Analysis Of Anthem, By Ayn Rand's Anthem

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Where ignorance is bliss, ‘tis folly to be wise. In a society that functions by this proverb, wisdom is hard to come by. However, for a being longing for this wisdom, with a natural urge of curiosity, this “bliss” is hell. Equality, a being longing for the validation of his differences in a society of group mentality, is spare of individual morality. He accepts the ignorance of total equality that is forced on him, but is contrastingly different from the image of a part of a communal whole. He searches for development of individual morality, but is struck dry by the restrictive society, by which he is forced to be, think, and live like everyone else, average and accepting. However, throughout, Anthem, by Ayn Rand, Equality’s view of morality transforms from group mentality and collectivism to individualism and independence due to the discovery of his true purpose for living; himself.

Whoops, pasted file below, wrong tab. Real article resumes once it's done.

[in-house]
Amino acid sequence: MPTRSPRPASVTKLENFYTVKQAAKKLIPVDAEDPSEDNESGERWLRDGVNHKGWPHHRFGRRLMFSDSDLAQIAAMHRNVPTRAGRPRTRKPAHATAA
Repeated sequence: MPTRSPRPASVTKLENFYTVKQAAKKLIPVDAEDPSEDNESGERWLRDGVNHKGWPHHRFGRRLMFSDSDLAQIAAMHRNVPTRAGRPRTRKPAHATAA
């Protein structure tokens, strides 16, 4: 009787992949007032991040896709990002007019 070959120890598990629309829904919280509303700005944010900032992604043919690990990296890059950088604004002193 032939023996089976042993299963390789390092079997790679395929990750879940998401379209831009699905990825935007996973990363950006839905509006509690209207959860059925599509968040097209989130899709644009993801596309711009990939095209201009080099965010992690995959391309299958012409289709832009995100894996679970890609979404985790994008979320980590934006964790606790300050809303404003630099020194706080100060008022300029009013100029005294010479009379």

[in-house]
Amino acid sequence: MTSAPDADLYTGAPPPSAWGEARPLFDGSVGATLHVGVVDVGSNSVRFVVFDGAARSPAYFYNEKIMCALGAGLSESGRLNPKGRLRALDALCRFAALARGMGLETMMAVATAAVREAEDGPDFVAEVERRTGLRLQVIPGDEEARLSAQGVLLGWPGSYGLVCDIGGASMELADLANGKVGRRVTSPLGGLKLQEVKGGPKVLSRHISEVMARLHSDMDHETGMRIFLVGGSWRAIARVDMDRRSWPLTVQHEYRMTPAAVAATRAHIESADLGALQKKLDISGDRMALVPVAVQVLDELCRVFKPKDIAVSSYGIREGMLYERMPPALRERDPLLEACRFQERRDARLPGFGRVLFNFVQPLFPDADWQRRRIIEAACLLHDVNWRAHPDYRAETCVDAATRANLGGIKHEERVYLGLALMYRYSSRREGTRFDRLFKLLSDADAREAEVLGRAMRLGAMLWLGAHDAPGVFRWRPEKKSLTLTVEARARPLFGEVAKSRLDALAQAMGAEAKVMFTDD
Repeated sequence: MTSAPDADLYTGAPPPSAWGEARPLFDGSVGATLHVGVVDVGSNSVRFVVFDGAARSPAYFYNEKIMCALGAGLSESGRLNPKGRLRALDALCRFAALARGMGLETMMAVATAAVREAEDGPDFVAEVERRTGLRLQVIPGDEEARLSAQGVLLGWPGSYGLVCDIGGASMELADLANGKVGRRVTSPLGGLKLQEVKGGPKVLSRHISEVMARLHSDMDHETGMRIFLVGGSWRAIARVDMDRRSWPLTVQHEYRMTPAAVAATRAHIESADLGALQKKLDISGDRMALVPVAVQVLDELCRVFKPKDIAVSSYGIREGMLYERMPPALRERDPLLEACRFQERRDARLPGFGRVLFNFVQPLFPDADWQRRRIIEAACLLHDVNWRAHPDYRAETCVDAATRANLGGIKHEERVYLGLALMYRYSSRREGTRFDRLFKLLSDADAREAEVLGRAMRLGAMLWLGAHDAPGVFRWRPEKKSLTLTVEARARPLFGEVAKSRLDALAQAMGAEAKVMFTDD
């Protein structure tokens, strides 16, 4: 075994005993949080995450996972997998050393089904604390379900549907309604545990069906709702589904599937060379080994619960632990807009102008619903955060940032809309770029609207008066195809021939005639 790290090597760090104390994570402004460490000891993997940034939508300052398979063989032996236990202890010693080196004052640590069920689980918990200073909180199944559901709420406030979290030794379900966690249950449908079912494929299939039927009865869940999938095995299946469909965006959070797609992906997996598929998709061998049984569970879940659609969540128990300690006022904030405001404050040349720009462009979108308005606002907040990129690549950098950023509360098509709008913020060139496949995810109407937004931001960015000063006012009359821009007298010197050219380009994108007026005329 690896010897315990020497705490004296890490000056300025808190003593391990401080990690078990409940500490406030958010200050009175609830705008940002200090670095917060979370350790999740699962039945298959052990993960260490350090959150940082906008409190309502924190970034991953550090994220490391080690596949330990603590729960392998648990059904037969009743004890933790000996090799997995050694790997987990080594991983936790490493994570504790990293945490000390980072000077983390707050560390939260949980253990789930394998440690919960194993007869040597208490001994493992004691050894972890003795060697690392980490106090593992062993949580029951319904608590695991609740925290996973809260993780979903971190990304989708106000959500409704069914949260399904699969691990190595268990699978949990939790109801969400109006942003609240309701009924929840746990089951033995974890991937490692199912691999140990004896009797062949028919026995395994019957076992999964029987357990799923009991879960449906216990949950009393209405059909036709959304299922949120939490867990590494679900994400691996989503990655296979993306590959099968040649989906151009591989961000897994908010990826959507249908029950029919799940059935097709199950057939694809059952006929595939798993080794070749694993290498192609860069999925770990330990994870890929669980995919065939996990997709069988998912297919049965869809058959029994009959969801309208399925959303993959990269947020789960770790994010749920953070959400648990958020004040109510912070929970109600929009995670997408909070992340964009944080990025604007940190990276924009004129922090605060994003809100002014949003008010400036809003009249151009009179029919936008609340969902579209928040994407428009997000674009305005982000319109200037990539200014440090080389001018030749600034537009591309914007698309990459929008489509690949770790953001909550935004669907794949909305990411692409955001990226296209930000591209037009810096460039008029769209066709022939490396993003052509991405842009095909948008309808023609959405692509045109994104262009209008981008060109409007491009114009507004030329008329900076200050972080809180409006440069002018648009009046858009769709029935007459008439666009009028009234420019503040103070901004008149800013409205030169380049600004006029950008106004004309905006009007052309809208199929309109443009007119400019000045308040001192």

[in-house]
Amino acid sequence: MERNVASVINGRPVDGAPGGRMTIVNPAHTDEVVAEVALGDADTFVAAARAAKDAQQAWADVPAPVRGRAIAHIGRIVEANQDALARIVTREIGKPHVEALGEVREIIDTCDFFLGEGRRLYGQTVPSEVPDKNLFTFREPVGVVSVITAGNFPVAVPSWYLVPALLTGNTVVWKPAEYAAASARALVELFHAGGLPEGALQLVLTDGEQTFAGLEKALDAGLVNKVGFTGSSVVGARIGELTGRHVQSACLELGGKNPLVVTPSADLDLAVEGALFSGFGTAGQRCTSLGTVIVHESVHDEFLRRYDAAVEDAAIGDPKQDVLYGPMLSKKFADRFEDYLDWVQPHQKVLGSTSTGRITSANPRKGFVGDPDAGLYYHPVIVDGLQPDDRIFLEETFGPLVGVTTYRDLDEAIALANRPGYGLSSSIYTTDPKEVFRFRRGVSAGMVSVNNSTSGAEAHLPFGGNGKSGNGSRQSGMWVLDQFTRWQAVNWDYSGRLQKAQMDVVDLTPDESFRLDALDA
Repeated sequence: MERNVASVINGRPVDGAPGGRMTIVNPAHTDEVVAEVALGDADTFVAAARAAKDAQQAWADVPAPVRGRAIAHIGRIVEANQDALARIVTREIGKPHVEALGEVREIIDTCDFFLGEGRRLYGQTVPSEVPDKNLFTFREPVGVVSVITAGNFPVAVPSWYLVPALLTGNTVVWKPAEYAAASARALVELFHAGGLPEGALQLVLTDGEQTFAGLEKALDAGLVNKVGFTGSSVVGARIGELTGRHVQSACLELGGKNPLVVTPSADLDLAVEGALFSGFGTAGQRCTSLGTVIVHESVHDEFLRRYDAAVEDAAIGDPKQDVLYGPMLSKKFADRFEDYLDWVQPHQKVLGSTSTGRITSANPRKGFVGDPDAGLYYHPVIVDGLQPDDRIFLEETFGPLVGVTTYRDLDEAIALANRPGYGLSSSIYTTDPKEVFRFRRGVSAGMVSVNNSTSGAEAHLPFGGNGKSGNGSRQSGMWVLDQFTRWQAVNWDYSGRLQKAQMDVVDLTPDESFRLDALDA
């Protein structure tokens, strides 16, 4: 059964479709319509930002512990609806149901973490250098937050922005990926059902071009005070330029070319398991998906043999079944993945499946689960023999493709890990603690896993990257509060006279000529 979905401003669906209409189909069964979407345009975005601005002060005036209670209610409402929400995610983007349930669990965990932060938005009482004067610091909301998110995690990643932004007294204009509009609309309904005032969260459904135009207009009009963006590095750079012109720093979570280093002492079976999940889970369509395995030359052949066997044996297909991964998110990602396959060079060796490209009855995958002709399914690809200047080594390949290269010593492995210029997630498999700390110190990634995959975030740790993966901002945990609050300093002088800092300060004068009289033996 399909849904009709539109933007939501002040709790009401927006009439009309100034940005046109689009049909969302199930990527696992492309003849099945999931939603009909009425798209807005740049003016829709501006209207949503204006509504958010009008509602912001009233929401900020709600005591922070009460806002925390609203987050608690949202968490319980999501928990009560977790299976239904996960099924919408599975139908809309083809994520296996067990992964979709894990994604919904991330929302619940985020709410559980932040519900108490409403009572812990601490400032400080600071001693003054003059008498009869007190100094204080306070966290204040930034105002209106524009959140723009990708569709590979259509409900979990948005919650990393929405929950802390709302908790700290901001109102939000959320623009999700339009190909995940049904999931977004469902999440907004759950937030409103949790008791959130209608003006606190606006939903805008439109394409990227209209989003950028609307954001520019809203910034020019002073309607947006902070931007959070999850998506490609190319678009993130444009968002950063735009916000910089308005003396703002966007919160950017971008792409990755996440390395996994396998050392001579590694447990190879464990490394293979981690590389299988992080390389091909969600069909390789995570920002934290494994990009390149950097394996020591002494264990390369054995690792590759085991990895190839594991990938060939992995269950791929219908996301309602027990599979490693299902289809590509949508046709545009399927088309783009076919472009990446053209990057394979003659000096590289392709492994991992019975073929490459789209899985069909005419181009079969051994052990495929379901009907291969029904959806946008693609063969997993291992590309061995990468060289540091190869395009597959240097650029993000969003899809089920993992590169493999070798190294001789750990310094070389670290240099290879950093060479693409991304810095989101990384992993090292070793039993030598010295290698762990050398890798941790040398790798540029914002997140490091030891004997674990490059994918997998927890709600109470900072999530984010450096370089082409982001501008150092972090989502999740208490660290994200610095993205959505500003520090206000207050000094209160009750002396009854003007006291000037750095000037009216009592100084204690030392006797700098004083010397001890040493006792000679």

Through the control of their citizens, Equality’s initial society forces him to feel guilt and loneliness through his differences, but as he discovers the rationalisation of his independence, he begins to develop a moral existence. In the beginning of the novella, Anthem, Equality is bound to his “brothers”, in a society of total equality, for which he is forced to sacrifice his intelligence and curiosity to fit the ideal of the equal being. Being brought up in a closeted, colorless society, Equality knows nothing but what he is “meant” to be. Unfortunately, for him, he is far more than the
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